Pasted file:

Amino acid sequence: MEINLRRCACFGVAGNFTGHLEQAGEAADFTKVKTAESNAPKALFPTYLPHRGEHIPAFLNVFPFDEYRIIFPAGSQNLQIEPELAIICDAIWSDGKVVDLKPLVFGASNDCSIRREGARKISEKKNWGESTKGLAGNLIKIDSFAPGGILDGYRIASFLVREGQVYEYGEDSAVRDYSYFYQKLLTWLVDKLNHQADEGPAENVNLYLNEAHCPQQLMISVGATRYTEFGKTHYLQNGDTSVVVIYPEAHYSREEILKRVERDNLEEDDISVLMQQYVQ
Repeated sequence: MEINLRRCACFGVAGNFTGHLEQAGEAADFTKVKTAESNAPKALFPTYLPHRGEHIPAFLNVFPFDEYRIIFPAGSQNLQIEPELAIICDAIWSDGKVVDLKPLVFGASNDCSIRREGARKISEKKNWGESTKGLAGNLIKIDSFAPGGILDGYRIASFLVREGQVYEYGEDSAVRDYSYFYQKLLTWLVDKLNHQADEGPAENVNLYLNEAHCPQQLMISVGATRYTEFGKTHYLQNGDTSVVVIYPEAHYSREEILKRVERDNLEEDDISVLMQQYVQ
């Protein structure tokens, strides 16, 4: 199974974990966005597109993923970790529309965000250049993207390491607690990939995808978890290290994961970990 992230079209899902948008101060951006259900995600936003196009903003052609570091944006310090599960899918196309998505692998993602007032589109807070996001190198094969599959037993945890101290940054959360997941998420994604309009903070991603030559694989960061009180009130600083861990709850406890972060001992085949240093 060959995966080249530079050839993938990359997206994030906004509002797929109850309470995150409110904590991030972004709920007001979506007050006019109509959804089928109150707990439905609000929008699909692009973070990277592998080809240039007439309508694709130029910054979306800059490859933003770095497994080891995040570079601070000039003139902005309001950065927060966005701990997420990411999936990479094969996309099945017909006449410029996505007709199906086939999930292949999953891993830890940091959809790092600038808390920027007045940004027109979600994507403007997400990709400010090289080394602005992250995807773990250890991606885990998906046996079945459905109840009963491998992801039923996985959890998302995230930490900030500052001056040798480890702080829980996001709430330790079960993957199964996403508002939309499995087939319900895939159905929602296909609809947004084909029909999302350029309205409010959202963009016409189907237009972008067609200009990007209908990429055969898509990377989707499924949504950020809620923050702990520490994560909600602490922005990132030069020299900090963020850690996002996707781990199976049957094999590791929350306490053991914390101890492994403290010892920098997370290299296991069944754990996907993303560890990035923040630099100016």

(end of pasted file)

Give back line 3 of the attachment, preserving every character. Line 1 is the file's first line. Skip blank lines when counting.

């Protein structure tokens, strides 16, 4: 199974974990966005597109993923970790529309965000250049993207390491607690990939995808978890290290994961970990 992230079209899902948008101060951006259900995600936003196009903003052609570091944006310090599960899918196309998505692998993602007032589109807070996001190198094969599959037993945890101290940054959360997941998420994604309009903070991603030559694989960061009180009130600083861990709850406890972060001992085949240093 060959995966080249530079050839993938990359997206994030906004509002797929109850309470995150409110904590991030972004709920007001979506007050006019109509959804089928109150707990439905609000929008699909692009973070990277592998080809240039007439309508694709130029910054979306800059490859933003770095497994080891995040570079601070000039003139902005309001950065927060966005701990997420990411999936990479094969996309099945017909006449410029996505007709199906086939999930292949999953891993830890940091959809790092600038808390920027007045940004027109979600994507403007997400990709400010090289080394602005992250995807773990250890991606885990998906046996079945459905109840009963491998992801039923996985959890998302995230930490900030500052001056040798480890702080829980996001709430330790079960993957199964996403508002939309499995087939319900895939159905929602296909609809947004084909029909999302350029309205409010959202963009016409189907237009972008067609200009990007209908990429055969898509990377989707499924949504950020809620923050702990520490994560909600602490922005990132030069020299900090963020850690996002996707781990199976049957094999590791929350306490053991914390101890492994403290010892920098997370290299296991069944754990996907993303560890990035923040630099100016």